Historic Preservation Board Recommends Changes to St. Lawrence Proposed New Theater; Neighborhood Meeting 12/10, 5:30 pm, EECS.


Architect David Lloyd; Executive Director Deirde Nice; Development Director, Julia Kirby; Architect Kevin Gough

By Carol McCracken  (Post # 1,230)

The one subject that most of the parties at tonight’s Historic Preservation Board meeiting could agree upon was that the proposed plans to rebuild the sanctuary section of the St. Lawrence Arts Center remains a work-in-progress that needs  refining before the Board can approve it.  The St. Lawrence, formerly a Congregational Church on the Hill, participated in a workshop requesting feedback on its modern design concept for the proposed addition.  The St. Lawrence is located at 76  Congress Street.

The sanctuary portion of the St. Lawrence was demolished back in 2008.  It’s condition had deterioated so severly that the demolition was necessary for safety in the area.   Two years later, the St. Lawrence came up with its first design for the replacement.  The intent was to duplicate the original architecture; 19th century Gothic-style.  The cost would have come in at about $17 million. Funders directed Diedre Nice, executive director, to reduce the cost of the building to closer to $7 million.  With that instruction,  she turned to architect David Lloyd, Architype Architects,  who drew up a  plan for a contemporary building and presented it to the workshop.

The proposed theater currently plans for 450 seats; a size needed for sustainability of itself and the adjoining parish theater.  Above the theater would be the Promenade Room – a room  that could be used during intermissions for patrons.  The ground floor would contain a lobby for mingling as well.  On the exterior would be a perforated surface, giving light to the exterior.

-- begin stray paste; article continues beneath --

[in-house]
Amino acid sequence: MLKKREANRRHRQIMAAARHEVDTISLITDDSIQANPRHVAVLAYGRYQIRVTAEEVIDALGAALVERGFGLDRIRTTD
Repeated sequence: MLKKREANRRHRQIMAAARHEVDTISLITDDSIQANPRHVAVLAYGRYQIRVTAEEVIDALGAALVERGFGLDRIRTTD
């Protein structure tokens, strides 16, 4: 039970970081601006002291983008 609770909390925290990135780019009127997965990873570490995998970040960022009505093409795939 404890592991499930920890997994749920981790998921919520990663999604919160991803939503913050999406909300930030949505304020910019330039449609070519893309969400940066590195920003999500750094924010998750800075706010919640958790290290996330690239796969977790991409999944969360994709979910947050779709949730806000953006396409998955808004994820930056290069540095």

However, the massive size of the building with no “moving” parts was the source of most of the discussion by the Board and during  the public comment.  While the Board is open to contemporary designs, it must be compatible with its surroundings   Board member Martha Burke said:  “This building is way too high.  It does not have architectural interest with other buldings in the area.  It needs more detail.  It’s over scale.”

Three people from the Hill attended the meeting and voiced strong opposition to the proposal.  Cliff Gallant, columnist for the “Portland Daily Sun”, at times emotional, objected to the style of the building and threatened a  “backlash” from the neighborhood.  Vana Carmona said:  “:This flies in the face of most of the character we came here for.  It is not compatible with the neighborhood.” Ralph Carmona said:  “It looks like a Macy’s or Walmart building.  It does not fit with the neighborhood.”  The one person testifying in support of the proposal was Jenny Scheu, an architect who lives nearby.  She called it a “thrilliing building and a great gift to the neighborhood.  It’s a fantastic building.”

“We are going back to the drawing board,” said architect David Lloyd at the end of a lengthy workshop.

 Friends of the St. Lawrence is hosting a meeting  on Monday, Dcember 10, 2012, at 5:30 pm at the East End Community School, Community Room.  The school is located at 195 North Street. For more information, please contact Julia Kirby, at 775-1248 or by email, julia.kirby@stlawrencearts.org